The Mothership has landed…again!
With what’s being billed as the band Parliament’s first new music in 38 years, P-Funk’s maestro George Clinton returned last weekend with a new single, “I’m Gon Make You Sick O’Me” and in it he assures us he has the antidote to make us feel better.
Assuming that the antidote (and perhaps the sickness itself) is his legendarily outlandish, sometimes cartoonish brand of kaleidoscopic and comedic funk, consider it mission-accomplished for the multi-band leader who spent years delivering sick hits left and right before a hiatus and various legal woes sidelined his recording career in the 1980s.
Most of us funkateers who grew up on Clinton’s legendary bands felt robbed in the early ‘80s when Clinton stopped producing new music under the Parliament-Funkadelic brand (although rest assured none of us likely felt as robbed as Clinton himself, who famously lost the legal rights to his own music and the Parliament/Funkadelic names around that time).
But coincident with his problems, Clinton’s legacy also had the dubious benefit of being boosted by hip-hop, mostly as his P-Funk classics or their many adaptations made him one of the most sampled musicians in history, alongside James Brown and perhaps the Isley Bros.
This was particularly true during the 1990s, a time when hip-hop’s expansion was at its greatest thanks to big name producers like NWA’s Dr. Dre who borrowed liberally from Clinton to give West Coast rap its identity and expand hip-hop beyond the confines of its East Coast origins.
Those samples kept Clinton’s name relevant as the lingering popularity of his classic ‘70s jams lined other people’s pockets with royalties while he fought just to be able to use names like Parliament and Funkadelic again. About the only justice given to Clinton during that time may have been his 1997 induction into the Rock and Roll Hall of Fame – along with 15 other members of his P-Funk clan, which was a small consolation when you consider the only thing the RRHOF grants an artist is prestige and bragging rights.
But now Parliament is back, just three years after the return of the Funkadelic half of Clinton’s famous double-moniker band (Funkadelic’s first official album in 33 years was 2014’s First Ya Gotta Shake The Gate).
And judging by the slick throwback sound of “Sick O’Me,” it’s safe to say that the Funk has never left this Mr. Clinton.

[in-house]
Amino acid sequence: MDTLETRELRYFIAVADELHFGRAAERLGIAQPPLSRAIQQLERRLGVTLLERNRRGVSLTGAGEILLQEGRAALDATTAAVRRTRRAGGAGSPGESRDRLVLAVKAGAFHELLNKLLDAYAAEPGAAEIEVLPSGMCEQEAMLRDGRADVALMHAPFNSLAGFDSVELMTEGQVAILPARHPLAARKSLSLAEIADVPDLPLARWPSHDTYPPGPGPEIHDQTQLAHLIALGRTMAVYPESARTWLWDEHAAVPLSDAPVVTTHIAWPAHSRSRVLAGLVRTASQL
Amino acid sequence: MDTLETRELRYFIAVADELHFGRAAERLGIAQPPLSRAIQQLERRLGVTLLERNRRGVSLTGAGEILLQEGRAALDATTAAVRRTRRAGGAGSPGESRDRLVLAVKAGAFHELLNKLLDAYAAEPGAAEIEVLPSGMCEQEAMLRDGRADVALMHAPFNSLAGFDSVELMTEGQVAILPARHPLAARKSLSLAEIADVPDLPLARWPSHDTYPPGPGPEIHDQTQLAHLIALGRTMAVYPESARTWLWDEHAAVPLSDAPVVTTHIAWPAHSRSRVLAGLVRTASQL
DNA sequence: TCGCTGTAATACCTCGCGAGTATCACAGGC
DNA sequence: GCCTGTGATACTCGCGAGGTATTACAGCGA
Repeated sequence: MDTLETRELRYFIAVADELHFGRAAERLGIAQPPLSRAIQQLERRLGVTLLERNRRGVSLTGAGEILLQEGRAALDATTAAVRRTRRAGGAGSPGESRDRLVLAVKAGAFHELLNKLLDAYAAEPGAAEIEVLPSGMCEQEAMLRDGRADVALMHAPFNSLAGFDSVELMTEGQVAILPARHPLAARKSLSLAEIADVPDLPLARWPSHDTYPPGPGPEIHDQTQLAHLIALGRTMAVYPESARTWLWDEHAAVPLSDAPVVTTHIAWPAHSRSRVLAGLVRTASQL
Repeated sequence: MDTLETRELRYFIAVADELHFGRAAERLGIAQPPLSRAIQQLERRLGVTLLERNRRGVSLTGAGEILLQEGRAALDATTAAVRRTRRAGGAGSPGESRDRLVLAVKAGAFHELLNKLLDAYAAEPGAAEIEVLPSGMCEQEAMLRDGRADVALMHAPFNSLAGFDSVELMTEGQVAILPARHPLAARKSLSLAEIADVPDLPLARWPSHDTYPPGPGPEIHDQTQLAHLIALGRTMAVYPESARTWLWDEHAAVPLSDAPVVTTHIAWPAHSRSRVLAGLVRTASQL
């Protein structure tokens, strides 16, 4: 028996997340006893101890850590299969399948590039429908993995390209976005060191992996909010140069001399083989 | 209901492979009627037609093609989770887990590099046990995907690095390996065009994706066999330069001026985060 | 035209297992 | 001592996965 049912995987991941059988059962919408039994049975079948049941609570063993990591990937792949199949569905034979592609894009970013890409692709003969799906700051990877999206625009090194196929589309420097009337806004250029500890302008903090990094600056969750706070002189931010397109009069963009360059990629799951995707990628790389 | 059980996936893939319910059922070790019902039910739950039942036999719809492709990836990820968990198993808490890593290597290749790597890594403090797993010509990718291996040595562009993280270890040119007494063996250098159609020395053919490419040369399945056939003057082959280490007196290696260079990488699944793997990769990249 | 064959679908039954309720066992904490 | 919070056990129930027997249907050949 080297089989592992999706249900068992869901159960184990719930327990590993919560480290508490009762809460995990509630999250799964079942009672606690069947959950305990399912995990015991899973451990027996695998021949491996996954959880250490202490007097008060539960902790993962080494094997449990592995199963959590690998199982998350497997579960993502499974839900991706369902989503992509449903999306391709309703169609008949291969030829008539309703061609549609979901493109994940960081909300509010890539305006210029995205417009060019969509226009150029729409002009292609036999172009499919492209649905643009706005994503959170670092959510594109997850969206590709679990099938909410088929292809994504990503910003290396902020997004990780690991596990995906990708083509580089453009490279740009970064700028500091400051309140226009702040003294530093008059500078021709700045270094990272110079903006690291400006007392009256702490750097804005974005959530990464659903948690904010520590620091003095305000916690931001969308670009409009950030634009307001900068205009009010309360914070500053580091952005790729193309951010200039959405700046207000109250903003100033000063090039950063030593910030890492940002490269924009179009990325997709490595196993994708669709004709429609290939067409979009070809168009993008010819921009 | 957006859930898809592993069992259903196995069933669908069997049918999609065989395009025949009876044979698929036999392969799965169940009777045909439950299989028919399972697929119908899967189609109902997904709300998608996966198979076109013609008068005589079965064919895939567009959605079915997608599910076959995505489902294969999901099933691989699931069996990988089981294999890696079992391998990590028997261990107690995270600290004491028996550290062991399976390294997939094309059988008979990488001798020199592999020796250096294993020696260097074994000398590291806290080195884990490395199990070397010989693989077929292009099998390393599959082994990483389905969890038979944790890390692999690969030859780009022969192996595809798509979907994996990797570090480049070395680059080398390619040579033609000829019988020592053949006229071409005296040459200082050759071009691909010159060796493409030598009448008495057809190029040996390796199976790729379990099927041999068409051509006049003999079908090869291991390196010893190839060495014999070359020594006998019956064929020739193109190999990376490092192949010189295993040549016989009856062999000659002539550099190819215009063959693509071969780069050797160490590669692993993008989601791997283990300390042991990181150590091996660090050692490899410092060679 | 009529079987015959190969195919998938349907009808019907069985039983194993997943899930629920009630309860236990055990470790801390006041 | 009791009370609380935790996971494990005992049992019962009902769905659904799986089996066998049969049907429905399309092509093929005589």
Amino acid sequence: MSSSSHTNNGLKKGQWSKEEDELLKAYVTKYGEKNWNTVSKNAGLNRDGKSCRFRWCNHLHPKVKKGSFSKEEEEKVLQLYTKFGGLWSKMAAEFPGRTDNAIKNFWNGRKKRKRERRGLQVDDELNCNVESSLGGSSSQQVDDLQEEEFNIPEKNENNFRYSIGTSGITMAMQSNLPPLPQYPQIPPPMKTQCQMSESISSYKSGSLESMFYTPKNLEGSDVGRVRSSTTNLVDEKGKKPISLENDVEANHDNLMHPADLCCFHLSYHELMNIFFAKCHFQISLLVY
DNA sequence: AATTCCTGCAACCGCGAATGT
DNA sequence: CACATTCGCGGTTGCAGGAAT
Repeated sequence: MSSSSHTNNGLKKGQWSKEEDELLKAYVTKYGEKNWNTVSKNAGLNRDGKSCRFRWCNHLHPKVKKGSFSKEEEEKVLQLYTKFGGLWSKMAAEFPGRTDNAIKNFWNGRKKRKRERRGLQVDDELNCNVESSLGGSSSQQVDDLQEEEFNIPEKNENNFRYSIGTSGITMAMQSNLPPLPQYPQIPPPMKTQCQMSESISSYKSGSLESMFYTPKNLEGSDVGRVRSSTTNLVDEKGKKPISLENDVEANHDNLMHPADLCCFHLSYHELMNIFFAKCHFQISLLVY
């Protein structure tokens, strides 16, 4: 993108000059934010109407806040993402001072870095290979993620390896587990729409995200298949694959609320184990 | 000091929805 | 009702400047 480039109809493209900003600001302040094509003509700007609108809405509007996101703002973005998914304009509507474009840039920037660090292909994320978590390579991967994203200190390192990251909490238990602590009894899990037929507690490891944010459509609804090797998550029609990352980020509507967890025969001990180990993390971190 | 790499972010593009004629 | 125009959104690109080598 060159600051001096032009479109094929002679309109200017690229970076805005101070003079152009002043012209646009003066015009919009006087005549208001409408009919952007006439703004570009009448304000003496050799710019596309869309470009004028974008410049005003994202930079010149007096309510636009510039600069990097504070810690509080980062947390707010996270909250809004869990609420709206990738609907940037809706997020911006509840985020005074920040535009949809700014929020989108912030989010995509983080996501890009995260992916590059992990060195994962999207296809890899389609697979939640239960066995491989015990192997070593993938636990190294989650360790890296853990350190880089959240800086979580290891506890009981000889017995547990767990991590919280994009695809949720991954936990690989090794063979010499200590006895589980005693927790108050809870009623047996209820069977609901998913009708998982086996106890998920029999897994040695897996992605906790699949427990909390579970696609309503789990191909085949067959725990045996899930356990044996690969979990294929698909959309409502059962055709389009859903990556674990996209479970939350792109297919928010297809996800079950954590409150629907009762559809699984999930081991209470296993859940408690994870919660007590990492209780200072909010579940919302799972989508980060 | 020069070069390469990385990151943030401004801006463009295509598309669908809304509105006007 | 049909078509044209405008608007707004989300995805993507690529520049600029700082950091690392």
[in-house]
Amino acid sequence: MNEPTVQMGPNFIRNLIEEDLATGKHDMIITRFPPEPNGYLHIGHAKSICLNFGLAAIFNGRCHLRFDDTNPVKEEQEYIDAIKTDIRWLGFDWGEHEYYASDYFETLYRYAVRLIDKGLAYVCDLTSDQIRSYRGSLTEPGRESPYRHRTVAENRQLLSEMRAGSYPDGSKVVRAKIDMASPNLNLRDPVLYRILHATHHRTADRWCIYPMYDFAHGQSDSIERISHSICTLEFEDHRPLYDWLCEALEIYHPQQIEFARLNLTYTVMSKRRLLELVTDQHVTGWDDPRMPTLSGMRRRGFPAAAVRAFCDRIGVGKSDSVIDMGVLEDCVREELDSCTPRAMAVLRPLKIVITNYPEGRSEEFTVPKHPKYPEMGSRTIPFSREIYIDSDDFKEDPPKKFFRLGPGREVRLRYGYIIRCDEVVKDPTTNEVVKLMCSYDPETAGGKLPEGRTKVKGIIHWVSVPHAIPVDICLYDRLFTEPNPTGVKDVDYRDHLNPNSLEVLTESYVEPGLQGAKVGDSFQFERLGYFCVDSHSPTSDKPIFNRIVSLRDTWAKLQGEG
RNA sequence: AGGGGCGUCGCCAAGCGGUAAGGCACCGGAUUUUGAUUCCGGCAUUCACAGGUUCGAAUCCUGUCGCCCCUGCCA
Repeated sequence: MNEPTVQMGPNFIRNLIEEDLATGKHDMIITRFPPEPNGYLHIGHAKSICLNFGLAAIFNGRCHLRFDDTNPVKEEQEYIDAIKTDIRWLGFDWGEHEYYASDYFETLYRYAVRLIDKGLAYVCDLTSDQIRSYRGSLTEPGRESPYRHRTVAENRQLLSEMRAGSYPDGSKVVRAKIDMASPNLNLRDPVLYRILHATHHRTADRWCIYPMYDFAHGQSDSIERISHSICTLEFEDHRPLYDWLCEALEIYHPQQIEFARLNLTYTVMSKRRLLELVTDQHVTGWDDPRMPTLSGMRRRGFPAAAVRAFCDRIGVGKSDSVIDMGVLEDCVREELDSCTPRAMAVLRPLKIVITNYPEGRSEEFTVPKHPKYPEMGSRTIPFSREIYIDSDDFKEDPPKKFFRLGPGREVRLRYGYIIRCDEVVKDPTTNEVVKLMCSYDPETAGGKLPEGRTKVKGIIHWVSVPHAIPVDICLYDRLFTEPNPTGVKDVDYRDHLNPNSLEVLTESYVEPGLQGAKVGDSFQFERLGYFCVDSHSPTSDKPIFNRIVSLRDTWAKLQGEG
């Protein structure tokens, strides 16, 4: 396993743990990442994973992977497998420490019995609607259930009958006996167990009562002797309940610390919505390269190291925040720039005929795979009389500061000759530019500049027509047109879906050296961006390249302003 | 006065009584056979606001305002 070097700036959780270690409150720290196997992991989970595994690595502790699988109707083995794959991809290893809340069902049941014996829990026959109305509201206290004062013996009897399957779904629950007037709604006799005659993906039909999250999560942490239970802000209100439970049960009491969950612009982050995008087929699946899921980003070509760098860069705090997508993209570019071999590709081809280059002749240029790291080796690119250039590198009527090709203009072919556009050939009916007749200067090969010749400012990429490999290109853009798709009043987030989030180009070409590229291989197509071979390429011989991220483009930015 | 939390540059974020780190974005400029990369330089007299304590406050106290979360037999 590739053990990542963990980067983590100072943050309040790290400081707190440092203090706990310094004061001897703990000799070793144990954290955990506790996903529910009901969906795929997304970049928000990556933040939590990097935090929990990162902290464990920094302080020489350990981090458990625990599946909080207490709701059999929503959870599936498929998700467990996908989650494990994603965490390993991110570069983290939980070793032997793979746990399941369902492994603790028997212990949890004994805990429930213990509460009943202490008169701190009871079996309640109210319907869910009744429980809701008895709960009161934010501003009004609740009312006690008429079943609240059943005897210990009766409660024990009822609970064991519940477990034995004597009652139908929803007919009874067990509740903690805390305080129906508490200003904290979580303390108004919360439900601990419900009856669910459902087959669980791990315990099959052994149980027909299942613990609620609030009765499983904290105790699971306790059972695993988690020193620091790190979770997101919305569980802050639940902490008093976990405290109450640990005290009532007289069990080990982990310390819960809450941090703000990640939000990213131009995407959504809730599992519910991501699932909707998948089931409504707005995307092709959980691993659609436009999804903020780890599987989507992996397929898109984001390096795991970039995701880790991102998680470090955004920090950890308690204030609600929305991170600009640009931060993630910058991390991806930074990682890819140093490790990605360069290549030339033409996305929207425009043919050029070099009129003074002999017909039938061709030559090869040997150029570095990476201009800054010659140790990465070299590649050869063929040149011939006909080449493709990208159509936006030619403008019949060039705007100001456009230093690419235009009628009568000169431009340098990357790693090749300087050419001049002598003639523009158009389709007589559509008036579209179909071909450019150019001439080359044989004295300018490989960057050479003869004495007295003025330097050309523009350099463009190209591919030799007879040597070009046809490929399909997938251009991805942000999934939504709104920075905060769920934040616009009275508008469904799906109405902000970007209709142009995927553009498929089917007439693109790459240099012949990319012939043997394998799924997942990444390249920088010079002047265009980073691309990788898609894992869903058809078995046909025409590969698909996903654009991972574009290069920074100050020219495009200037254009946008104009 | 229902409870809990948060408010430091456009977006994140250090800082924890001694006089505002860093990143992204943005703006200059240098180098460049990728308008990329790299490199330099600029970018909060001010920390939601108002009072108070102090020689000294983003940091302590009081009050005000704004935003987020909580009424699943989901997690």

In the new single, a quirky love jam from the forthcoming concept album Medicaid Fraud Dog that has Clinton singing at one point, “I got that mess for your ass…bend over,” the protagonist (“Dr. Love”) proclaims he’s gonna make his love object sick of him, and then he’ll provide the antidote to cure her ills. It’s a funny refrain he repeats over and over, lest we forget the tune’s title.
Musically, the song has essential P-Funk elements and even employs some of Parliament’s original musicians like the late Junie Morrison, who died in 2017. There are enough horn blasts, synth chords and programmed hand claps to give the song a classic Parliament signature. The distinctive bass line is reminiscent of old Roger Troutman and Zapp, while the reverberated drums recall those of “Atomic Dog,” even if the pace is slowed seemingly just enough to allow the 76-year-old Clinton to keep up.
“I’m Gon Make You Sick O’ Me,” which features former Geto Boys rapper Scarface, certainly isn’t Clinton’s or Parliament’s best work, nor does it pretend to be. It’s no “Flashlight” or “Aqua Boogie” (although it has some looped guttural yowls reminiscent of the famous “hrrrahh! hrrrahh! hrrrahh!” that made the latter song famous). Despite their dated sound, it’s elements like those that you actually want Clinton to include in his music no matter what decade it is.
Still, it’s likely that this waaaay overdue single will probably not even dent 2018’s charts. Music has gone through too many generational changes since Parliament’s heyday. Even ‘90s hip-hop, with which Clinton enjoyed a kind of symbiotic relationship and which he channels by invoking the talents of a 47-yr-old Scarface, is at least three music life cycles old by now.
For their parts, neither Clinton nor Scarface – both with very distinctive sounding voices during their respective peaks in popularity – sound the same as they once did. Few people do after a multi-decade absence. Clinton’s more dynamic yowl from the ‘70s and early ‘80s has morphed into an older, more gruff (but still convincing) version of itself. Scarface’s notorious ‘90s baritone is now barely distinguishable from that of your Average Joe.
And if Scarface’s inclusion was meant to bring a more contemporary audience to the Funk party, Clinton probably could have done better (but he also could have done worse…none of today’s more popular trap rappers are qualified to fit the bill). Plus, it’s clear from his many references to Parliament-Funkadelic’s earlier hits that Scarface has the requisite knowledge and respect of Clinton’s work to do the new song justice.
All that said, “Sick O’Me” is actually pretty contagious upon a few listens (especially if you’re a real funkateer like yours truly).
And it’s still refreshing to have George Clinton back and making new music, even if it is three decades late and it serves as a sad reminder of what might have been. In an era when most of our ‘70s funk and R&B icons, particularly the male ones, have left us, we’ll take almost anything we can get.
Especially from a living legend like Clinton.
And who knows? Maybe after repeated listens to “I’m Gon Make You Sick O’Me,” you’ll have the kind of addiction Clinton is aiming for and you’ll be singing its refrain right along with him.
You can hear “I’m Gon Make You Sick O’Me” by clicking this link.
Welcome back, George (and Parliament) with a return that’s long overdue.
ps. To see a ranking of George Clinton’s 25 best P-Funk jams, please click here.